The detail of the government's £2.3bn IT-led modernisation of the health service is being resolved as the initiative goes along, Richard Granger, the head of IT in the NHS, told the Healthcare Computing conference at Harrogate last week.
Granger said the primary focus of the national programme for IT in the NHS was delivery. "We could stop and get down to all the detail on everything and deliver nothing, or we could get on with the job and resolve the detail as we go, which is what we are doing," he said.
Granger listed the achievements of the national programme, including the establishment of a "gold standard" for buying IT systems - a standard he said would be rolled out across government. But he also responded to the concerns of many supporters of the programme - including several speakers at the conference - some of whom said there are uncertainties about how it will be implemented locally, and whether there will be enough funding.
"There are lots of ambiguities that need sorting out," said Granger. "There are lots of people asking very reasonable questions and we are working through answering those questions."
He also referred to the rapid pace of the project. "This programme is not known for being conventional. We have broken a lot of myths that people have about the pace at which you can do things, the scale at which you can do them."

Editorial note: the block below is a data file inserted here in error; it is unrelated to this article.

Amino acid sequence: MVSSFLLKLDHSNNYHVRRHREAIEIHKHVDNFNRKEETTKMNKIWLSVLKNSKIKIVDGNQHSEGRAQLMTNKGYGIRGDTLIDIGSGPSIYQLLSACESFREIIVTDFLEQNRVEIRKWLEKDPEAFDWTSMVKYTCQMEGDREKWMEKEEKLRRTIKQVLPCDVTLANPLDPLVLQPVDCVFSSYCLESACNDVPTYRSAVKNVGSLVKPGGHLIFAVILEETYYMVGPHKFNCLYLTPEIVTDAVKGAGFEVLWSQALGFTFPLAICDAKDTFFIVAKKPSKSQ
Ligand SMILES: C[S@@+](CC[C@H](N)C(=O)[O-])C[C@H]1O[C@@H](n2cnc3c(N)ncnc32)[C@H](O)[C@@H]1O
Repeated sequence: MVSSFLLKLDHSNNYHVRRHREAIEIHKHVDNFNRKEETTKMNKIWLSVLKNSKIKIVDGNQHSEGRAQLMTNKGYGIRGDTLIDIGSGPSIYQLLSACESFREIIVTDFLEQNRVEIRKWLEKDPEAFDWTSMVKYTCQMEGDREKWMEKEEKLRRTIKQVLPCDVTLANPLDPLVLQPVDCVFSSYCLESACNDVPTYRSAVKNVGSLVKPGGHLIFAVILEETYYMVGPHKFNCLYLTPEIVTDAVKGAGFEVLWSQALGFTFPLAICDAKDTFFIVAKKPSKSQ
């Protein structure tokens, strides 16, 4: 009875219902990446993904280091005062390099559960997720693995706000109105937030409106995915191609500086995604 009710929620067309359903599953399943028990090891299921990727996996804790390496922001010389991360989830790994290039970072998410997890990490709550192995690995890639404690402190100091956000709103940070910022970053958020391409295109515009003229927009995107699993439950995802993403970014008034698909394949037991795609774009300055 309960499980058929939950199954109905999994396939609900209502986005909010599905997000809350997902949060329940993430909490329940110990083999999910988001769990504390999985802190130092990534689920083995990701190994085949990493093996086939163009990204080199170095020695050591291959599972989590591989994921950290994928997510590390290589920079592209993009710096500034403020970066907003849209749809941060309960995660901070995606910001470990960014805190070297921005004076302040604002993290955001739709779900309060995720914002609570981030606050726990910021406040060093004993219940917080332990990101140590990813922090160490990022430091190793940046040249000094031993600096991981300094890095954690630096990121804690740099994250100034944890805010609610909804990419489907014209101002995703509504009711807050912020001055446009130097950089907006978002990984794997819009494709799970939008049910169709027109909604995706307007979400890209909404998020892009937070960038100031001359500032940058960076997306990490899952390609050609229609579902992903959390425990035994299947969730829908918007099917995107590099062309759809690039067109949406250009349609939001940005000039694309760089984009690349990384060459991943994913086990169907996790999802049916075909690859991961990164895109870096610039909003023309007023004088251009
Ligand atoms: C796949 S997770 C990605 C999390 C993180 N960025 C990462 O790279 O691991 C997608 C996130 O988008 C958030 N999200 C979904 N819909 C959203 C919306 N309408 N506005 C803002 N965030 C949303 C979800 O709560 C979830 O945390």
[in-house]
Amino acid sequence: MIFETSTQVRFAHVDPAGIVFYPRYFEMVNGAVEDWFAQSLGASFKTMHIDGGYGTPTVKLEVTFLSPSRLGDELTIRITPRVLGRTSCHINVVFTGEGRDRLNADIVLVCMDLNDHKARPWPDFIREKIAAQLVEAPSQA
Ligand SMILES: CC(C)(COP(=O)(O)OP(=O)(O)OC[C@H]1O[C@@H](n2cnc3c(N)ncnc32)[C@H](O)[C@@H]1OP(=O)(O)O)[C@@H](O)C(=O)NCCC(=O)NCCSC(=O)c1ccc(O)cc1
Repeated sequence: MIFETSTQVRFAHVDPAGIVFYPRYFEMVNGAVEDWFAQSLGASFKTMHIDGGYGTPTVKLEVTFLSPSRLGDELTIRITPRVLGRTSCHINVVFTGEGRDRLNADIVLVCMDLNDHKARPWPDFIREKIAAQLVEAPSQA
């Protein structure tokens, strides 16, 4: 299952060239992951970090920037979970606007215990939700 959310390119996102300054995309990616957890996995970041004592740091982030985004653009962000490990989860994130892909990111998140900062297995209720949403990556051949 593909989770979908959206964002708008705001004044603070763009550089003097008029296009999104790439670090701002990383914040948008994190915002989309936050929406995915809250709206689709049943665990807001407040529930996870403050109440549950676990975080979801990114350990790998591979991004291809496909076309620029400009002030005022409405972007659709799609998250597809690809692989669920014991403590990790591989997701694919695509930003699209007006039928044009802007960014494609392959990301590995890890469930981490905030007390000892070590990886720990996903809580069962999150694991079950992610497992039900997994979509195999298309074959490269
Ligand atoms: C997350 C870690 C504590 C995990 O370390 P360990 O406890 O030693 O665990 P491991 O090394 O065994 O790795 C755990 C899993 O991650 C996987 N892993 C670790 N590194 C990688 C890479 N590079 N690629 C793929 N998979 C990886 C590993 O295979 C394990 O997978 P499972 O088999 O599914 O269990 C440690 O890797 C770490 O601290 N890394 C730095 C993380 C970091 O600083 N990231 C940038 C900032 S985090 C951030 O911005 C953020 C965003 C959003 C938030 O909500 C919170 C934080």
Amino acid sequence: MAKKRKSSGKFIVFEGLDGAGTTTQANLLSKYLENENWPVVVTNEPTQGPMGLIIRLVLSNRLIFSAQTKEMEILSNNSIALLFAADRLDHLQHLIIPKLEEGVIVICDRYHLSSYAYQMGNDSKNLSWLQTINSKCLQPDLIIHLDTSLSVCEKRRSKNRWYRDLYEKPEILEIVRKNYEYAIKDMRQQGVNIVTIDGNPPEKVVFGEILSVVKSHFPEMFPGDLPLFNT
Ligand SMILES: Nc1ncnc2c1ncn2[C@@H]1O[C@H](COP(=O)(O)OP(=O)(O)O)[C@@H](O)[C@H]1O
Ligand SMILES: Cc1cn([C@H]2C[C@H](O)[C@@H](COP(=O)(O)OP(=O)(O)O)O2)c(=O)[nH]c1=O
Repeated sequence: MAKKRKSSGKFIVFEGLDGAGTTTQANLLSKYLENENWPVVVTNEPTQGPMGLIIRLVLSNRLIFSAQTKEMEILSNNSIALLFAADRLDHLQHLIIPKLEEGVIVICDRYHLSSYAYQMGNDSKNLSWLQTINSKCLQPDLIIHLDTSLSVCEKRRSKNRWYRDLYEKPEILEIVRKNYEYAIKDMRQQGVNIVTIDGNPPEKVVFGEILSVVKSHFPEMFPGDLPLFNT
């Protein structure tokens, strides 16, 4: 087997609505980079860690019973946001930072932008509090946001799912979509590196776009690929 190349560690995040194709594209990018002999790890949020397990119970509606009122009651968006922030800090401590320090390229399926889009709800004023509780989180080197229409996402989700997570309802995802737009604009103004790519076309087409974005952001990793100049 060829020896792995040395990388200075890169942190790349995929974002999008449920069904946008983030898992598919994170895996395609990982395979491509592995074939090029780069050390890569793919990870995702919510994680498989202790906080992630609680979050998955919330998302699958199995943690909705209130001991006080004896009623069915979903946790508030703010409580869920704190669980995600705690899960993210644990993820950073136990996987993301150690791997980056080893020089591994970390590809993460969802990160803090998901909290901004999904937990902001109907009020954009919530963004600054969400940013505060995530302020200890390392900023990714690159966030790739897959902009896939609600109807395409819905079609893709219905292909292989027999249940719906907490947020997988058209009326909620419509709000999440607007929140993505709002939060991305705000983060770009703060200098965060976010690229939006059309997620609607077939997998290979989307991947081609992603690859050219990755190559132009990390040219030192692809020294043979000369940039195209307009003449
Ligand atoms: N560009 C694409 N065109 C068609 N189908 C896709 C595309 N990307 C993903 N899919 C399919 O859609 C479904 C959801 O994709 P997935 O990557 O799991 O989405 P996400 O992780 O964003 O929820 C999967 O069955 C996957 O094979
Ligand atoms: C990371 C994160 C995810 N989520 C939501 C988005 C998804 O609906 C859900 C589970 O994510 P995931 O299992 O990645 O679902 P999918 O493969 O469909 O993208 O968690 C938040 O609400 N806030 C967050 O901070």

But he said preparing for the award of the first contract, for the electronic booking of appointments, had been "exhausting".
Granger said he welcomed the support he has received. "I don't get masses of feedback butÉ people walked up to me at two to three this morning and asked me to guarantee that I would not be going away, that I would be staying to see this programme through. I find that great, that people are saying they really want to have leadership and work as a team to deliver this programme."
Based on the deals struck by the programme, the Office of Government Commerce is "going to establish new contract terms and conditions, and procurement arrangements nationally", said Granger.
Communications between the national programme and healthcare organisations will improve over the next year. But already in the past six months 20,000 clinicians had been involved in events around this programme, he said.